The Tibetan Dog review: community and outsiders
The new film by the Japanese Masayuki Kojima and Madhouse presents a clearly defined story of responsibility (and soemtimes true love) between a boy and a dog.
The Tibetan Dog is faithful to its title. It is a story of a golden Tibetan mastiff, who saves the young boy Jiantan, and it is constantly in focus throughout the 95 minutes of the Masayuki Kojima animated film.
Produced by the renowned Madhouse Japanese studios (responsible for The Girl Who Leapt Through Time and Summer Wars), The Tibetan Dog is a rite-of-passage story (remember The Circle of Life?) for a boy who has to move into Tibetan prairies after the death of his mother, and leave with his father, the busy doctor LaGeBa.
Jiantan is saddled with deep psychological feelings of anger toward his father (who did not attempt to save his mother) and discomfort toward the new, hostile environment. Still, he is the least interesting characters in the film.
His radiant hair might compensate for his ordinary personality, yet the burden of being characterized as unusual and weird does not match with his rather amiable character. Jiantan was bound to herd sheep and help his father in the medical affairs, if only the Tibetan Dod would not intervene.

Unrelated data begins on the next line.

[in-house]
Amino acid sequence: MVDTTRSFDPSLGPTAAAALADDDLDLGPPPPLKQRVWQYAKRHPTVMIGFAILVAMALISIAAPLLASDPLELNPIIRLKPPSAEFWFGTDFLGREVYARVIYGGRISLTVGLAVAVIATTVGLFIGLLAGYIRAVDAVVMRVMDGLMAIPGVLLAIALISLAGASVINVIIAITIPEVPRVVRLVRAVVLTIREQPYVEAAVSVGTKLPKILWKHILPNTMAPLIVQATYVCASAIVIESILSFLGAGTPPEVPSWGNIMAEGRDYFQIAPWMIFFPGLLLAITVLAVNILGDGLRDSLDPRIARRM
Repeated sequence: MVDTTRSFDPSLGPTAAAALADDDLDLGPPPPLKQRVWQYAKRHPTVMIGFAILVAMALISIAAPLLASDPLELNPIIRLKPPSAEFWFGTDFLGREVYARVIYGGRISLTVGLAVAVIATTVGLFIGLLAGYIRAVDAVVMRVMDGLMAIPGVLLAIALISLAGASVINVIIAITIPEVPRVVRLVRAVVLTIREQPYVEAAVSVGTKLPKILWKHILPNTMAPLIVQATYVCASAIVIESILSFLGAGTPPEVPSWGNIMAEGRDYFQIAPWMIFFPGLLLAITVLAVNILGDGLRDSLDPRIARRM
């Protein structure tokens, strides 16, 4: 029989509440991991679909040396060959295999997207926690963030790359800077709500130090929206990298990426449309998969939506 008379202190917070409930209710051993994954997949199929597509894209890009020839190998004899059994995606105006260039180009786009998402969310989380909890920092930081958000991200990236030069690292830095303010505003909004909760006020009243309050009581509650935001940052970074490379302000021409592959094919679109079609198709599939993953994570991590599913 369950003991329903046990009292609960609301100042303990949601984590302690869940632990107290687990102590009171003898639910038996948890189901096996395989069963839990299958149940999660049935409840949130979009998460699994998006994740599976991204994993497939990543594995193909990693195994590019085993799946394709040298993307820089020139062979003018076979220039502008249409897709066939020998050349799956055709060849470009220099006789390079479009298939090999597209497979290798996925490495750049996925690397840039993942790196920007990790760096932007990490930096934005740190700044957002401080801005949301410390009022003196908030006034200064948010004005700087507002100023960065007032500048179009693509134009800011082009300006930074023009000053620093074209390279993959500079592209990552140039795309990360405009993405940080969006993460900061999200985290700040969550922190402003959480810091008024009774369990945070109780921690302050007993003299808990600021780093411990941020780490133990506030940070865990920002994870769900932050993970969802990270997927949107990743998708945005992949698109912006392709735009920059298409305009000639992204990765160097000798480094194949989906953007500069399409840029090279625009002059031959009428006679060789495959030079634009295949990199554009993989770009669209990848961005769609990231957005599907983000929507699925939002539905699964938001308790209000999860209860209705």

The Tibetan Dog in his isolated peak feels as majestic as Simba in The Lion King. Like Simba, it is the real outsider in a universe of clear duties and moral obligations. The isolated Tibetan community has its own rules, to help their own and leave alone those who do not harm them. However, the Tibetan Dog clearly saves Jiantan and becomes almost a golden member of the community. Still, he has to pay the prize.
The film mixes both supernatural folk legends (the Grandma face is the closest allusion to Miyazaki's films) with a police adventure story. The balance between these elements is not successful. The Tibetan Dog is accused of a crime it did not commit, but the real identity of the eminent danger in the community never becomes clear.
The subplot of robbers invading the village works well, as the public denounciation of the Tibetan Dog in the community court. Yet, the Tibetan Dog seems almost to be immortal -and the natural disaster ending does not make things any better.
The Tibetan Dog takes itself too seriously, and divides the world into persons who can readily overcome their deficiencies (like LaGeBa) and those who seem beside the moral code. Even though the plot is interesting enough, this sharp division somehow makes the film more austere (humor is sparse here) and less interesting than a more relaxed more code would allow.
The visual feel of the film is earthly, not intense; however, when avalanches arrive, it becomes superior. Even though there are fights between animals, few drops of blood are spilled, and the face of the monster will only be mildly menacing for children.
The Tibetan Dog is a solid adventure, which pays off in its second part. Still, its preoccupations with responsibility and rules seem somehow to distil any genuine feeling from its human characters.